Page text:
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An Unusual downturn

What happens to housing prices during an economic recession? If asked this question, many would say that the relationship is negative: rising unemployment and falling GDP implies lower housing prices. And they have a point; during the Great Depression of the 1930s housing prices fell by 25% (1), during the global financial crisis of 2007-2008 the average figure was 10% (2). Does this status quo hold during COVID-19? As widespread lockdowns aimed at halting the spread of the novel coronavirus were announced in March 2020, the equity sell-off was massive. The S&P 500 became a bear market and fell by 12% during the first few days of the month (3), despite tech giants like Apple and Amazon leading the subsequent rapid recovery. With the index actually growing overall in 2020, they were not the only ones; developers and property traders saw their stock value recover after falling by a quarter, and housing prices experienced a 5% rise in G7 countries (see Figure 2). The answer might lie in the actions of central banks and governments, alongside behavioural economics.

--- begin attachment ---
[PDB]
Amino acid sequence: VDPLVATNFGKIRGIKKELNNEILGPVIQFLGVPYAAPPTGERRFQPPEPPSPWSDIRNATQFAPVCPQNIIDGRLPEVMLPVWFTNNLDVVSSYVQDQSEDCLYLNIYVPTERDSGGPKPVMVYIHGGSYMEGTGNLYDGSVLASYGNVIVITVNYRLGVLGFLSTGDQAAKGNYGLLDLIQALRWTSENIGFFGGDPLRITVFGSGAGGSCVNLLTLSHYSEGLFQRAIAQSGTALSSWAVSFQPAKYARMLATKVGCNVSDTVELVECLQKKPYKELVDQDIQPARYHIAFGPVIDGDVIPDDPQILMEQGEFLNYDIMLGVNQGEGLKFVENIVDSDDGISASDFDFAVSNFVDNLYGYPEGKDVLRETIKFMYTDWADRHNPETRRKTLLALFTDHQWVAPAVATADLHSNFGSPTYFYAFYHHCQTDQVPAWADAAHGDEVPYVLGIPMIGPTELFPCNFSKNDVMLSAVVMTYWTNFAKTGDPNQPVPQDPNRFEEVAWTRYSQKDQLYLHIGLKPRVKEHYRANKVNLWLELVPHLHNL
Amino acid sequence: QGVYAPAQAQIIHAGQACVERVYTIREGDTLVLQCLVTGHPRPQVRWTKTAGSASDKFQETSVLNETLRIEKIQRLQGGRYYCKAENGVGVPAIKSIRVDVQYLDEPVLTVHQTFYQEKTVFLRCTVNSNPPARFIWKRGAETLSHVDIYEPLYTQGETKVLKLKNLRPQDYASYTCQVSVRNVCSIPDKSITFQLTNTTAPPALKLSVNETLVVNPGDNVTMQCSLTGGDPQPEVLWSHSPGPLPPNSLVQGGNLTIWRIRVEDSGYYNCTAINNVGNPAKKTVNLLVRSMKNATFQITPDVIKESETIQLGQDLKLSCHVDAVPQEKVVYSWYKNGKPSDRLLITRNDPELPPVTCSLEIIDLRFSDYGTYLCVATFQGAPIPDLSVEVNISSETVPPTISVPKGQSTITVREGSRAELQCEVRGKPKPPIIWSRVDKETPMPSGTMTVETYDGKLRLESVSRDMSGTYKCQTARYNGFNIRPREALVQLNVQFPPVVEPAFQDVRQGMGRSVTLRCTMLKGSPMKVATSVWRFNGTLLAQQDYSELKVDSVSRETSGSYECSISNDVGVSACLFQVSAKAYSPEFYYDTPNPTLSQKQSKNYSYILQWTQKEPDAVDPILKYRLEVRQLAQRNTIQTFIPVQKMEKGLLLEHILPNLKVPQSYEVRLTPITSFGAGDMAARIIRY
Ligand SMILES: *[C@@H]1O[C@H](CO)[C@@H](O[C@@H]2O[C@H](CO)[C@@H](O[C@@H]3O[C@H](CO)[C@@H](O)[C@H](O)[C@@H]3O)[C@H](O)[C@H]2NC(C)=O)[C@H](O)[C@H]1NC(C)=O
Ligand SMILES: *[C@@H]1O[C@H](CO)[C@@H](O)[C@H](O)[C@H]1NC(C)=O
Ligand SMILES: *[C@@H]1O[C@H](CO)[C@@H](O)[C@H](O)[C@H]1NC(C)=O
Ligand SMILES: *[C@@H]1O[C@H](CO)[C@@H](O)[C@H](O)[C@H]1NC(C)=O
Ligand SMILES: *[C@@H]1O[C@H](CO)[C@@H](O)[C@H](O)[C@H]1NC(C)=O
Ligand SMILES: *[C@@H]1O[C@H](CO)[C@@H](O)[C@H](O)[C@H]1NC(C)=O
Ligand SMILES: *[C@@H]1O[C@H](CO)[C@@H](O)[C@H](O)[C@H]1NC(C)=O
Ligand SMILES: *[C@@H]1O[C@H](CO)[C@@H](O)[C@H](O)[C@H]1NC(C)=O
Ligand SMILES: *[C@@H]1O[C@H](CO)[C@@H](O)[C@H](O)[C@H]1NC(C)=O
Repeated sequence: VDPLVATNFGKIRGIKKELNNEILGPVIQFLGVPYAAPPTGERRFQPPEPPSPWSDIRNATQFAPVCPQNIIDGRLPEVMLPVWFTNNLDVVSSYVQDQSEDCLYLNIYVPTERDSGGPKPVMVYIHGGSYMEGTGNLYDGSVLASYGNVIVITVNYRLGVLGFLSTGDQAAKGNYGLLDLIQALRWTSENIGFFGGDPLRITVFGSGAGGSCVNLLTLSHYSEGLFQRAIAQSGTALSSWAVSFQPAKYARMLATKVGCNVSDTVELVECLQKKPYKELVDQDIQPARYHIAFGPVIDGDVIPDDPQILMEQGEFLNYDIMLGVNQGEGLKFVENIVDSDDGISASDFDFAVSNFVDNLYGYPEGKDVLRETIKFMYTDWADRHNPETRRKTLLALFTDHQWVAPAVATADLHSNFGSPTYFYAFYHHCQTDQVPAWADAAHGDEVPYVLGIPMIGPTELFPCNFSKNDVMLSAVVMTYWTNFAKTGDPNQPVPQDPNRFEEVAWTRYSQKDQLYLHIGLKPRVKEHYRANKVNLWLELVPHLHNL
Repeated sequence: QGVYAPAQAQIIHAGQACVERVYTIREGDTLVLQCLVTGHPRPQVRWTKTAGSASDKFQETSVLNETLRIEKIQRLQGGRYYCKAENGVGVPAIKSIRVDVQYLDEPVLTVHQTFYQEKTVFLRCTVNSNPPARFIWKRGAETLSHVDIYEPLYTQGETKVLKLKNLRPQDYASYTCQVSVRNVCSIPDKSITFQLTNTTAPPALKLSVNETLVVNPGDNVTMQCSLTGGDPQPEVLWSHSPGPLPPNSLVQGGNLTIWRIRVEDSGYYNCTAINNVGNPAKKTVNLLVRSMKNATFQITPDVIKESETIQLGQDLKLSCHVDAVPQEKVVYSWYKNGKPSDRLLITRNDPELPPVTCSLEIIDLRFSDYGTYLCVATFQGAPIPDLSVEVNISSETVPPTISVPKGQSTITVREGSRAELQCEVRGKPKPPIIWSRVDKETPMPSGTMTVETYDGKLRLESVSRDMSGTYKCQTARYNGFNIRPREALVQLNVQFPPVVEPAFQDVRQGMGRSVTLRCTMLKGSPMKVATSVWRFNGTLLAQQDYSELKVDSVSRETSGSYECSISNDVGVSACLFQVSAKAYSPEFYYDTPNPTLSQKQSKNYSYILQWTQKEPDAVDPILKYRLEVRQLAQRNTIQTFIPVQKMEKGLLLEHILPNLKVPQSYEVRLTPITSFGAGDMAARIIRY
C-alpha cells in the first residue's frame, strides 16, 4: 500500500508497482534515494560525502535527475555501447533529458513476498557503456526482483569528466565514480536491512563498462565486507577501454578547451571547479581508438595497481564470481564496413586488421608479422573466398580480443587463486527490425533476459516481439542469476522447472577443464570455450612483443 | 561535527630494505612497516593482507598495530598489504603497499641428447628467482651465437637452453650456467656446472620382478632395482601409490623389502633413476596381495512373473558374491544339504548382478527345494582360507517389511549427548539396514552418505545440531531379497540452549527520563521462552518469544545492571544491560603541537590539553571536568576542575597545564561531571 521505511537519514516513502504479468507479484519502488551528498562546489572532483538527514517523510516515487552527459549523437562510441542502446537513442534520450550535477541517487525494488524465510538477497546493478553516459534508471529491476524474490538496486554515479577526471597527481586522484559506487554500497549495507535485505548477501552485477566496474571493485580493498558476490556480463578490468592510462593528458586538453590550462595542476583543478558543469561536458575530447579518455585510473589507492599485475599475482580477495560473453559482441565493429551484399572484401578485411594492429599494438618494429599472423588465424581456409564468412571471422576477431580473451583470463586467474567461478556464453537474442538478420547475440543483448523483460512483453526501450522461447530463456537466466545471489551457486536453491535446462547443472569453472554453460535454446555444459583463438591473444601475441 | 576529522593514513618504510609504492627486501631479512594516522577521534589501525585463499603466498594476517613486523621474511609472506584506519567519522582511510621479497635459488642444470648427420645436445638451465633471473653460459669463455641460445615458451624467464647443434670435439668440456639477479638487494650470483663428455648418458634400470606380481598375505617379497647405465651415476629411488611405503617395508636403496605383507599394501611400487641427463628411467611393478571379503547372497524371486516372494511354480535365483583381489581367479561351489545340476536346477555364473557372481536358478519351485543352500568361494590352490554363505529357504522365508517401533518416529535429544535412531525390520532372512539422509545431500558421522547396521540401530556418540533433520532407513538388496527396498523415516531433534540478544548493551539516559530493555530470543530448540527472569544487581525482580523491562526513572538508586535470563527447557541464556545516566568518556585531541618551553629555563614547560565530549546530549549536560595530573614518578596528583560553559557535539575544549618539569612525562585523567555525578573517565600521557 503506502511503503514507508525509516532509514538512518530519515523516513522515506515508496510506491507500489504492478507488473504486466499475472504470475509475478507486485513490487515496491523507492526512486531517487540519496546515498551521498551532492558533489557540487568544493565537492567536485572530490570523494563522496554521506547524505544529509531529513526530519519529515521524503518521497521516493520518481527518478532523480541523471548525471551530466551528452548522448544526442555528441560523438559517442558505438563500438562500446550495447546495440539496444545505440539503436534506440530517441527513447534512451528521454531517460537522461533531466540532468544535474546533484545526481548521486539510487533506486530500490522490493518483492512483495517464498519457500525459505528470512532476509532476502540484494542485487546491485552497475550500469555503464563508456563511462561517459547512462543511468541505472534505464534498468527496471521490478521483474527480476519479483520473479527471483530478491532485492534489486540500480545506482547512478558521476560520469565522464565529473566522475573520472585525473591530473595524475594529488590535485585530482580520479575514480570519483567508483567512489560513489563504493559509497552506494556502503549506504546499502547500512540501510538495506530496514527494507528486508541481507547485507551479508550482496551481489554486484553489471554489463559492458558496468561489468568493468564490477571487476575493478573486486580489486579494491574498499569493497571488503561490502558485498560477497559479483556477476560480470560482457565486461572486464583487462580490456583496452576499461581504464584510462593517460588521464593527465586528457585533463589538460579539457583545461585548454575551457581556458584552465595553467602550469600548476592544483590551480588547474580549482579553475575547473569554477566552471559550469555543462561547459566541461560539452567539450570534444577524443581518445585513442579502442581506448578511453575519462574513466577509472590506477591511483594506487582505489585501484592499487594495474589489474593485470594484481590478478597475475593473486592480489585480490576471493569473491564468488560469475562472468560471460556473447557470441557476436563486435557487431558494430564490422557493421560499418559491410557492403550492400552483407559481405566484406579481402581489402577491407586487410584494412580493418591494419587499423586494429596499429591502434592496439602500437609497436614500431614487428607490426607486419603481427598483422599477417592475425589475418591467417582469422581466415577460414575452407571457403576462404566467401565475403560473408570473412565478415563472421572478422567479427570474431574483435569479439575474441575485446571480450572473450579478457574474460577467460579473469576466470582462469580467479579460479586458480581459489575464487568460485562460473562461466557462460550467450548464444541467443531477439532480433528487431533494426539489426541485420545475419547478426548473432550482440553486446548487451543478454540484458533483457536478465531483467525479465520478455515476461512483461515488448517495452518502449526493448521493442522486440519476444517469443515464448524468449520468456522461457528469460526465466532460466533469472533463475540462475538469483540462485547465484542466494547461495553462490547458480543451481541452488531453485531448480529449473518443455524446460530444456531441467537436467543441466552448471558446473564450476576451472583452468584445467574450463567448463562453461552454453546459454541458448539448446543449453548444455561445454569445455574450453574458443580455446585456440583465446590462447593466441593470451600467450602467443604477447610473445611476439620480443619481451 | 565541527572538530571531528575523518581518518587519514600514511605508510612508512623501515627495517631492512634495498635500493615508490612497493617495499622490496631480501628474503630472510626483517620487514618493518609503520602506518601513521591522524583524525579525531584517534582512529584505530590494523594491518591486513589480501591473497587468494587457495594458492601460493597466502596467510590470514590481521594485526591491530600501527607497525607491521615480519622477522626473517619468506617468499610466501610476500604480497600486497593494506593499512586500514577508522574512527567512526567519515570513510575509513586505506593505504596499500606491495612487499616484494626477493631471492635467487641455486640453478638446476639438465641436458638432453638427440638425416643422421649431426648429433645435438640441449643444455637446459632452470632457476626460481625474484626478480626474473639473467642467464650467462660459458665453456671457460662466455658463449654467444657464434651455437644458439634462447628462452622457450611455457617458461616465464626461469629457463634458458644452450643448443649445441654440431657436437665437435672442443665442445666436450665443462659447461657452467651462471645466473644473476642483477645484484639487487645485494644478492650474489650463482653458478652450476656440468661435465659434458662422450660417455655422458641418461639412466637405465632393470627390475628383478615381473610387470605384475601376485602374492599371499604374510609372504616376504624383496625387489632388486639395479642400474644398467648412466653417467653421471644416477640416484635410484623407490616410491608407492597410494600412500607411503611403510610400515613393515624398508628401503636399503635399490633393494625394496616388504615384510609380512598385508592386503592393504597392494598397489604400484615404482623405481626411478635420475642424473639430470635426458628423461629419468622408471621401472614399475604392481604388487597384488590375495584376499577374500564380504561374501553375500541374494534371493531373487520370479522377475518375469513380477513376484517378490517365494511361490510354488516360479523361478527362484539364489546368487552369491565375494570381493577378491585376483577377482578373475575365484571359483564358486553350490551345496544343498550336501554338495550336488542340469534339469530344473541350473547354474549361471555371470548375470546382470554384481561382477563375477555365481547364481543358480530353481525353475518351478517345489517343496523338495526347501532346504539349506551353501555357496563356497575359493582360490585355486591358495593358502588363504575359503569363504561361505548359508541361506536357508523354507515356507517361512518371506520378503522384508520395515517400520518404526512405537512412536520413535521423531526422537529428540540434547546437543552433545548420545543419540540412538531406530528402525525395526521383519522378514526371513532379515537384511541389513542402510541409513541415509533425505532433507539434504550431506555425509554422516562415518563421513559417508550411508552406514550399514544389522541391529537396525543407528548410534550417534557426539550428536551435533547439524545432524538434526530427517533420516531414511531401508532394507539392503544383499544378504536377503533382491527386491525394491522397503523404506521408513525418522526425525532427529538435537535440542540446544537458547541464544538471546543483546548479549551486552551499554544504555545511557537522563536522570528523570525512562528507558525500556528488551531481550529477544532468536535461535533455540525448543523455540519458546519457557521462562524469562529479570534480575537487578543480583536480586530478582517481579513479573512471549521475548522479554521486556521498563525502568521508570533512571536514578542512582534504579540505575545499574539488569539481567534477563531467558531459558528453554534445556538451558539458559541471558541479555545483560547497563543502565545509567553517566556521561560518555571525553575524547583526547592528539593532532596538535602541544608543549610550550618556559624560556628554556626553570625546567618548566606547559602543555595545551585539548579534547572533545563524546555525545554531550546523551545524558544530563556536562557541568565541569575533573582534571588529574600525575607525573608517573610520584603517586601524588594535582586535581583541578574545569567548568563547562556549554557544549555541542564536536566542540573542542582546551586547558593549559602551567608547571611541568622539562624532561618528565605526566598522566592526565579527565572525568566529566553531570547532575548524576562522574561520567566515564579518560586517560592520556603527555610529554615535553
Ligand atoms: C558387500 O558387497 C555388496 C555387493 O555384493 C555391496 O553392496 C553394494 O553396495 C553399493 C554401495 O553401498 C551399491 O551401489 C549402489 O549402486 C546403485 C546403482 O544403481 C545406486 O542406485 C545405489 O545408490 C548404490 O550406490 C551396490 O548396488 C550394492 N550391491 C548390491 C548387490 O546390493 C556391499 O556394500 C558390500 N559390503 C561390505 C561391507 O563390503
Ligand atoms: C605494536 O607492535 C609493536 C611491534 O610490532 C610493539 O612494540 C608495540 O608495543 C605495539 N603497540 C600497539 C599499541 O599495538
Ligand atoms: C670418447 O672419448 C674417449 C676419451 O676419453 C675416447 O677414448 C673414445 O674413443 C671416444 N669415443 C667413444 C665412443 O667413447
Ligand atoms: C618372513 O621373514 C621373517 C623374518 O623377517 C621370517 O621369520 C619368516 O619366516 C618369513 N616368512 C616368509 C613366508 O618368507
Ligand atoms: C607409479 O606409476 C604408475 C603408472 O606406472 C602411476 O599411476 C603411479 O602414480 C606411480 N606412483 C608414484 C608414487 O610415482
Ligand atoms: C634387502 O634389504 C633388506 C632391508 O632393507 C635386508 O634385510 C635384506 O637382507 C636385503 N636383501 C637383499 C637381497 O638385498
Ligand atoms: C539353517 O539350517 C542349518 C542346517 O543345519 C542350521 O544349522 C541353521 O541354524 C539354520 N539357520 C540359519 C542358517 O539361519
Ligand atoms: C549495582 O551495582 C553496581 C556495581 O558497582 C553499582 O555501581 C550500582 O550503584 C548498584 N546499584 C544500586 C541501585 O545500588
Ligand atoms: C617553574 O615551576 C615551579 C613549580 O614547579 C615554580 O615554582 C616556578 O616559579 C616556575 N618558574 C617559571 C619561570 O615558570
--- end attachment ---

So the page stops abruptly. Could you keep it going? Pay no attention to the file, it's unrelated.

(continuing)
For instance, under the chairmanship of Jerome Powell, the Federal Reserve slashed interest rates, enabling the entry into a 15 year mortgage contract with a fixed rate of 2.7% in the second quarter of 2020, compared to a 3.46% figure for the same period in 2019 (4). Moreover, capital markets have proven to be an effective source of credit due to new instruments in monetary policy: the Fed purchased over $1.3 trillion of corporate bonds through its quantitative easing programme, hence allowing firms to increase capital expenditure. The increase in the money supply was extended even further: by buying $1 trillion of mortgage bonds (5), the central bank has prevented an increase of housing assets held for sale caused by a potential default in mortgage payments. Government spending in 2020 has been unprecedented; due to handouts and furlough schemes, the disposable income of households in G7 economies was $100 billion higher than before the pandemic (2). This has prevented a boom in houses held for sale while avoiding the deterioration of the credit history of many individuals, enhancing their future access to bank financing. The shift to remote working caused by widespread lockdowns has been a major trend in 2020. To illustrate this, Zoom, a communications technology firm, saw revenues skyrocket 367% (6). This seems to go beyond the pandemic, for example, Microsoft will allow its employees to work from home for up to 50% a week. Consequently, people started demanding bigger spaces for working from home, especially in areas away from city centres. In July, sales of big houses in the US experienced a 21.2% increase (7), which ceteris paribus, increases housing prices. That said, medium and small houses were not an exception: sales grew 10% and 2.3% respectively. The inflation in housing prices can be summarized with a basic economic rule: steady supply and increased demand. What should we watch out for? The housing market is indeed an exception to this downturn. Despite the hard work of governments and central banks to boost consumption and therefore prevent deflation, forecasts in the OECD expect inflation to not surpass the 2% benchmark neither in 2021 nor in 2022. However, $1.5 trillion dollars worth of stimulus remains unspent in the US (8), highlighting the possibility of a temporary increase in the CPI as vaccination allows for increased spending. Thus, housing prices could experience a further rise. It would be reasonable to expect low interest rates for the near future, and more government stimulus. This may therefore be a good time to think about getting a mortgage! References: 1.,reduced%20value%20of%20their%20home.

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